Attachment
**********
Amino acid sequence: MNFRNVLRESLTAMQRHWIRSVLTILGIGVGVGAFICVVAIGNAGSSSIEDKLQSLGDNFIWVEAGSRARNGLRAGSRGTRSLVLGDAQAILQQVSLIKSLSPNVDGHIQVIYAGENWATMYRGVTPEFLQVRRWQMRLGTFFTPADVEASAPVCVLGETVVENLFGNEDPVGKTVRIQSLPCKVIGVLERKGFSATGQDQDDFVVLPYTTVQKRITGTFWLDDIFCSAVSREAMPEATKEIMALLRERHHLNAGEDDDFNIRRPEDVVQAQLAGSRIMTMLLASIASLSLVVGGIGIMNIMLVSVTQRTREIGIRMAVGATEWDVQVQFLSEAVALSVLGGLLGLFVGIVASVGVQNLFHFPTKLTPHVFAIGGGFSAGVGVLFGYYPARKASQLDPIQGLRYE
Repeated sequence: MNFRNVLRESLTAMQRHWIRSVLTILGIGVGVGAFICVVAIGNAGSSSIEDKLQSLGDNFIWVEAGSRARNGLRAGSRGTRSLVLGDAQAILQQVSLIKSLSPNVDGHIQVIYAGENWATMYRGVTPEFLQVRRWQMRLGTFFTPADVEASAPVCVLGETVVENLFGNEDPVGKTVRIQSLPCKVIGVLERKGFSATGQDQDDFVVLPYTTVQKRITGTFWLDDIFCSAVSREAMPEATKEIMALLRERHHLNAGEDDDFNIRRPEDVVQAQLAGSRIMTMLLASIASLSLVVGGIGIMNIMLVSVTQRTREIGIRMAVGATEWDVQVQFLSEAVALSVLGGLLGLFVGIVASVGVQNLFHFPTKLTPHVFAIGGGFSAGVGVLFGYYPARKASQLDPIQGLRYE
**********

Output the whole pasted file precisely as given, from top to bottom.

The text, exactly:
Amino acid sequence: MNFRNVLRESLTAMQRHWIRSVLTILGIGVGVGAFICVVAIGNAGSSSIEDKLQSLGDNFIWVEAGSRARNGLRAGSRGTRSLVLGDAQAILQQVSLIKSLSPNVDGHIQVIYAGENWATMYRGVTPEFLQVRRWQMRLGTFFTPADVEASAPVCVLGETVVENLFGNEDPVGKTVRIQSLPCKVIGVLERKGFSATGQDQDDFVVLPYTTVQKRITGTFWLDDIFCSAVSREAMPEATKEIMALLRERHHLNAGEDDDFNIRRPEDVVQAQLAGSRIMTMLLASIASLSLVVGGIGIMNIMLVSVTQRTREIGIRMAVGATEWDVQVQFLSEAVALSVLGGLLGLFVGIVASVGVQNLFHFPTKLTPHVFAIGGGFSAGVGVLFGYYPARKASQLDPIQGLRYE
Repeated sequence: MNFRNVLRESLTAMQRHWIRSVLTILGIGVGVGAFICVVAIGNAGSSSIEDKLQSLGDNFIWVEAGSRARNGLRAGSRGTRSLVLGDAQAILQQVSLIKSLSPNVDGHIQVIYAGENWATMYRGVTPEFLQVRRWQMRLGTFFTPADVEASAPVCVLGETVVENLFGNEDPVGKTVRIQSLPCKVIGVLERKGFSATGQDQDDFVVLPYTTVQKRITGTFWLDDIFCSAVSREAMPEATKEIMALLRERHHLNAGEDDDFNIRRPEDVVQAQLAGSRIMTMLLASIASLSLVVGGIGIMNIMLVSVTQRTREIGIRMAVGATEWDVQVQFLSEAVALSVLGGLLGLFVGIVASVGVQNLFHFPTKLTPHVFAIGGGFSAGVGVLFGYYPARKASQLDPIQGLRYE